1. ^ Grimes, William (December 3, 2009) "Jan Mitchell, Restaurateur, Dies" The New York Times
  2. ^ a b c d Jackson, Kenneth T. "Luchow's" in Jackson, Kenneth T., ed. (1995), The Encyclopedia of New York City, New Haven: Yale University Press, ISBN 0300055366, p.773
  3. ^ a b Mitchell, p. 25
  4. ^ Mitchell, p. 20
  5. ^ a b Fowler, Glenn (March 23, 1982) "Luchow's Moving to Theater District" The New York Times
  6. ^ Staff (December 8, 1986) "Foodies Anonymous" New York
  7. ^ a b c d Lüchow's Archived October 6, 2011, at the Wayback Machine at the New York Preservation Archive
  8. ^ Staff (December 10, 1994) "Fire Guts Old Luchow's Building" (photograph) The New York Times
  9. ^ a b c d e Grimes, William (November 30, 2009) "Jan Mitchell, Who Put the "ü" Back in Lüchow's, Dies at 96" The New York Times
  10. ^ a b c Mitchell, p. 21
  11. ^ Staff (August 22, 1923) "August G. Lüchow, Restaurateur, Dies" The New York Times
  12. ^ a b c Mitchell, p. 24
  13. ^ Meyer, John H. (January 28, 2011) "Massapequa Getaway for Luchow Family" Archived April 3, 2012, at the Wayback Machine Massapequan Observer
  14. ^ a b Mitchell, p.26
  15. ^ Staff (April 18, 1906) "Farewell to Paderewski" The New York Times
  16. ^ a b c d Huneker, James Gibbons (August 24, 1919) "Musical Memories, Oscar Hammerstein and Dvorak" The New York Times
  17. ^ a b c d Mitchell, p. 27
  18. ^ a b c d Mitchell, p. 23
  19. ^ a b Dana, Robert W. (April 1957) "Luchow's Restaurant Celebrates 75th Anniversary" in Tips on Tables At the bottom of page is a photo of the view from front wall of Cafe (back wall of barroom) all the way to the back of Nebelungen.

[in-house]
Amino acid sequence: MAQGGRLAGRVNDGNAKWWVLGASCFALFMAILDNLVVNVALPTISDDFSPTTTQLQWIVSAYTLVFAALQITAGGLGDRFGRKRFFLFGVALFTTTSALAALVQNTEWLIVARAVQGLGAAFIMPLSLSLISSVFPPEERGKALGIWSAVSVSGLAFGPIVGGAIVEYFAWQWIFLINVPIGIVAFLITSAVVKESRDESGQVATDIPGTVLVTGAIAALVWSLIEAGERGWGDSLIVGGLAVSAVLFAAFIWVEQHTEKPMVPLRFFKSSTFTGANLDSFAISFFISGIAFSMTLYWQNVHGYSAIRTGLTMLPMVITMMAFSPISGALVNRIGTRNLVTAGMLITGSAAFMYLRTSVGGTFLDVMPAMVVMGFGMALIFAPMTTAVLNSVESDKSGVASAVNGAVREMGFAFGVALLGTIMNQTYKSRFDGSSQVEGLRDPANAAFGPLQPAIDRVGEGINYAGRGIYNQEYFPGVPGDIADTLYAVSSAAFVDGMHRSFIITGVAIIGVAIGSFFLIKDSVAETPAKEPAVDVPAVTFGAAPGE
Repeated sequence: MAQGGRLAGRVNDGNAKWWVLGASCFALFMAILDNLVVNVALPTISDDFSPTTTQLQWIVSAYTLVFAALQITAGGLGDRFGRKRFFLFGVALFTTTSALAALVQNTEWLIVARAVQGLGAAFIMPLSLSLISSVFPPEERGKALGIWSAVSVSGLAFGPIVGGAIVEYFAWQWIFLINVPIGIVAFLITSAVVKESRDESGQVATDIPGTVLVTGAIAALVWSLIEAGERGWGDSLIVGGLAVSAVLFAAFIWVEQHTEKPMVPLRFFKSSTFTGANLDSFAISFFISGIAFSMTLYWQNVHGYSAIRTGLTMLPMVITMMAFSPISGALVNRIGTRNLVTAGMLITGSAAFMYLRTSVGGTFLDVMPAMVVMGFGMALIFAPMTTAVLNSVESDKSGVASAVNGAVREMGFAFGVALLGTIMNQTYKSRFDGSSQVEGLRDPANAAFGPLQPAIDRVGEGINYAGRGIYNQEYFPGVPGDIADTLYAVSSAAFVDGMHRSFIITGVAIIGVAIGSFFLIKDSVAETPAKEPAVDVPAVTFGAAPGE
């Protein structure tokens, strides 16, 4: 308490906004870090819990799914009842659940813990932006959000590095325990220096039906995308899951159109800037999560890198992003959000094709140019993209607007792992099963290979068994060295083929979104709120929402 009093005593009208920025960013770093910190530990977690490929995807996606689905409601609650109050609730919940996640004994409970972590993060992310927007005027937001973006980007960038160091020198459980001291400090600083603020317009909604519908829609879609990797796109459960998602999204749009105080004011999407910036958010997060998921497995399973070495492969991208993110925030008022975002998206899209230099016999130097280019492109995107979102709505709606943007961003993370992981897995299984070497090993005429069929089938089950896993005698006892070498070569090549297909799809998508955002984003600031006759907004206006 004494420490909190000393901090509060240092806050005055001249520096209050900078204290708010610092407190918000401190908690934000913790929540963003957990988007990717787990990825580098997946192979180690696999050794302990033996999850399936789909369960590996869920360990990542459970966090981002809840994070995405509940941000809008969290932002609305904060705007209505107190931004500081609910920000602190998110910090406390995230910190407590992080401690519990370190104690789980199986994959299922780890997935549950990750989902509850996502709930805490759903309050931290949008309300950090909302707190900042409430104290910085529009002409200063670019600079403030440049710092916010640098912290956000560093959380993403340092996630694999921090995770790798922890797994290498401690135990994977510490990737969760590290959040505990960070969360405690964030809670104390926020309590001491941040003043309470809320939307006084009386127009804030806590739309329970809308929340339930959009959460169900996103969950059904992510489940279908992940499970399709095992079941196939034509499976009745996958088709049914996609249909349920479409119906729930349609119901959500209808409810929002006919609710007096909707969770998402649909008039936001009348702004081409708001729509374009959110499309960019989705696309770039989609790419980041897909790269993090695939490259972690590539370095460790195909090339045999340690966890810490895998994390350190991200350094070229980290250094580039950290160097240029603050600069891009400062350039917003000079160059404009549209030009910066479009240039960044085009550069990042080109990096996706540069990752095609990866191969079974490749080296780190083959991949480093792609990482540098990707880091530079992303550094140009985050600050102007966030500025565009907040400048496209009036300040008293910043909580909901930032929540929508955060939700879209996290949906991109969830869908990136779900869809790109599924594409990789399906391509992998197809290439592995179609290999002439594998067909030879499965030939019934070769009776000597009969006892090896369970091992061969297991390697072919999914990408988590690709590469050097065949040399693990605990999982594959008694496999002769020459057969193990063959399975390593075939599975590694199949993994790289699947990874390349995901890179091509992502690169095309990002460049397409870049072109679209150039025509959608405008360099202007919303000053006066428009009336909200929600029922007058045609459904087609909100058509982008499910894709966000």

20. ^ Staff (July 16, 1910) "Huber's Museum Closes its Doors" The New York Times
  21. ^ Landgraf, Greg (June 19, 2007) "A Centennial Blog: Meet Me at the Fair" Archived October 1, 2011, at the Wayback Machine American Libraries
  22. ^ a b Mitchell, p. 22
  23. ^ Mitchell, p. 12
  24. ^ Maeder, Jay (1998) "Plenty: The Fabulous Diamond Jim Brady, 1912" in Big Town Big Time, A New York Epic, 1898–1998, New York: Daily News Books. p.37
  25. ^ Staff (April 14, 1917) "Diamond Jim Brady Dies While Asleep" The New York Times
  26. ^ Jeffers, Harry Paul (2001) Diamond Jim Brady: Prince of the Gilded Age, New York: Wiley. p.4
  27. ^ a b Mitchell, p. 29
  28. ^ Mitchell, p. 30
  29. ^ a b Mitchell, p. 34
  30. ^ Staff (June 29, 1979) "Luchow's Restaurant is Sold to Aschkenasy" The New York Times
  31. ^ Hammer, Alexander R. (September 29, 1971) "Longchamps to Sell Luchow's and 4 Others for $8-Million" The New York Times
  32. ^ The Riese Organization – Company History Archived November 23, 2011, at the Wayback Machine
  33. ^ a b Sheraton, Mimi (November 16, 1979) "Restaurants: Luchow's" The New York Times
  34. ^ Haberman, Clyde (March 30, 1982) "Panel Considers Citing Luchow's as a Landmark" The New York Times